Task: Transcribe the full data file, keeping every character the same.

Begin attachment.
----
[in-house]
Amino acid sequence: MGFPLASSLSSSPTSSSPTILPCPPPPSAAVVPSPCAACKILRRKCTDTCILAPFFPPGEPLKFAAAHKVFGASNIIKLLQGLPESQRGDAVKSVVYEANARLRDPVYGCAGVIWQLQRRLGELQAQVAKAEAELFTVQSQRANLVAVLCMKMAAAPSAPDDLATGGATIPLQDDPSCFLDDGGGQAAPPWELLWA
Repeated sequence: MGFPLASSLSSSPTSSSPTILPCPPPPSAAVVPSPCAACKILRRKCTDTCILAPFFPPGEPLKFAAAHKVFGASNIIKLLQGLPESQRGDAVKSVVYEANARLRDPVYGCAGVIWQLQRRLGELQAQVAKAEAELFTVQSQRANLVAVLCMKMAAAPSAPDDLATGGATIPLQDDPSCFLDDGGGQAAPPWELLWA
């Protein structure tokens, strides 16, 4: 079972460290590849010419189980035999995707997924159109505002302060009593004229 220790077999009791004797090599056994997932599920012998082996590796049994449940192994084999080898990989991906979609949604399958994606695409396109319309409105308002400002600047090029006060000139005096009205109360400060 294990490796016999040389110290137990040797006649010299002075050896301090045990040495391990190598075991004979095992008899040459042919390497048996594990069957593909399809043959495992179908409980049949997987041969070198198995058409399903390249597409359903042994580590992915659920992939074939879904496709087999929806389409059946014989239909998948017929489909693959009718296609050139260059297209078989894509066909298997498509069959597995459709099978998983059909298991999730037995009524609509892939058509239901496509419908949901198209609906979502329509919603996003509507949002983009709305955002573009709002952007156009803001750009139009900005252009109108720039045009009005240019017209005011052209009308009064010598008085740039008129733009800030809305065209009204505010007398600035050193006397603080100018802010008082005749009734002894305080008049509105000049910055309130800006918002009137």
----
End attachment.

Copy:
[in-house]
Amino acid sequence: MGFPLASSLSSSPTSSSPTILPCPPPPSAAVVPSPCAACKILRRKCTDTCILAPFFPPGEPLKFAAAHKVFGASNIIKLLQGLPESQRGDAVKSVVYEANARLRDPVYGCAGVIWQLQRRLGELQAQVAKAEAELFTVQSQRANLVAVLCMKMAAAPSAPDDLATGGATIPLQDDPSCFLDDGGGQAAPPWELLWA
Repeated sequence: MGFPLASSLSSSPTSSSPTILPCPPPPSAAVVPSPCAACKILRRKCTDTCILAPFFPPGEPLKFAAAHKVFGASNIIKLLQGLPESQRGDAVKSVVYEANARLRDPVYGCAGVIWQLQRRLGELQAQVAKAEAELFTVQSQRANLVAVLCMKMAAAPSAPDDLATGGATIPLQDDPSCFLDDGGGQAAPPWELLWA
């Protein structure tokens, strides 16, 4: 079972460290590849010419189980035999995707997924159109505002302060009593004229 220790077999009791004797090599056994997932599920012998082996590796049994449940192994084999080898990989991906979609949604399958994606695409396109319309409105308002400002600047090029006060000139005096009205109360400060 294990490796016999040389110290137990040797006649010299002075050896301090045990040495391990190598075991004979095992008899040459042919390497048996594990069957593909399809043959495992179908409980049949997987041969070198198995058409399903390249597409359903042994580590992915659920992939074939879904496709087999929806389409059946014989239909998948017929489909693959009718296609050139260059297209078989894509066909298997498509069959597995459709099978998983059909298991999730037995009524609509892939058509239901496509419908949901198209609906979502329509919603996003509507949002983009709305955002573009709002952007156009803001750009139009900005252009109108720039045009009005240019017209005011052209009308009064010598008085740039008129733009800030809305065209009204505010007398600035050193006397603080100018802010008082005749009734002894305080008049509105000049910055309130800006918002009137």